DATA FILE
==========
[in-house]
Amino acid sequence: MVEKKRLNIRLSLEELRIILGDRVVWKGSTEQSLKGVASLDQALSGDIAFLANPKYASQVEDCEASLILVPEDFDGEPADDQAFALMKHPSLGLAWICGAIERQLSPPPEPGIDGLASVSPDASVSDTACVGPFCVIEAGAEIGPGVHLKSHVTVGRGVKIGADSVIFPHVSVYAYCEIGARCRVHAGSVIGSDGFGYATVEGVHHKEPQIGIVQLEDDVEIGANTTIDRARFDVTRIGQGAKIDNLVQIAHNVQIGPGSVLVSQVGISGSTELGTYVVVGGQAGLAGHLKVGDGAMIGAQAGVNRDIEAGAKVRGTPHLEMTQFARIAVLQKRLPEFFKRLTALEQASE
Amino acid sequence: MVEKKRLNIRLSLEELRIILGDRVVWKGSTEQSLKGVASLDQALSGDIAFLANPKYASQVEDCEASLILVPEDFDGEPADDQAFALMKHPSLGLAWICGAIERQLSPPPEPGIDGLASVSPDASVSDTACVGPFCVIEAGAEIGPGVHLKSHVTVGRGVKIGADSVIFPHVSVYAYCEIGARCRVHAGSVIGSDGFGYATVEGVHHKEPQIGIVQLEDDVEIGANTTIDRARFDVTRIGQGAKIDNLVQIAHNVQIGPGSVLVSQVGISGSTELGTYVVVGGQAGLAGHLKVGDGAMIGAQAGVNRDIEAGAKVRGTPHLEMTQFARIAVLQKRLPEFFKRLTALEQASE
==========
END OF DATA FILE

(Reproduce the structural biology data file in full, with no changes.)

[in-house]
Amino acid sequence: MVEKKRLNIRLSLEELRIILGDRVVWKGSTEQSLKGVASLDQALSGDIAFLANPKYASQVEDCEASLILVPEDFDGEPADDQAFALMKHPSLGLAWICGAIERQLSPPPEPGIDGLASVSPDASVSDTACVGPFCVIEAGAEIGPGVHLKSHVTVGRGVKIGADSVIFPHVSVYAYCEIGARCRVHAGSVIGSDGFGYATVEGVHHKEPQIGIVQLEDDVEIGANTTIDRARFDVTRIGQGAKIDNLVQIAHNVQIGPGSVLVSQVGISGSTELGTYVVVGGQAGLAGHLKVGDGAMIGAQAGVNRDIEAGAKVRGTPHLEMTQFARIAVLQKRLPEFFKRLTALEQASE
Amino acid sequence: MVEKKRLNIRLSLEELRIILGDRVVWKGSTEQSLKGVASLDQALSGDIAFLANPKYASQVEDCEASLILVPEDFDGEPADDQAFALMKHPSLGLAWICGAIERQLSPPPEPGIDGLASVSPDASVSDTACVGPFCVIEAGAEIGPGVHLKSHVTVGRGVKIGADSVIFPHVSVYAYCEIGARCRVHAGSVIGSDGFGYATVEGVHHKEPQIGIVQLEDDVEIGANTTIDRARFDVTRIGQGAKIDNLVQIAHNVQIGPGSVLVSQVGISGSTELGTYVVVGGQAGLAGHLKVGDGAMIGAQAGVNRDIEAGAKVRGTPHLEMTQFARIAVLQKRLPEFFKRLTALEQASE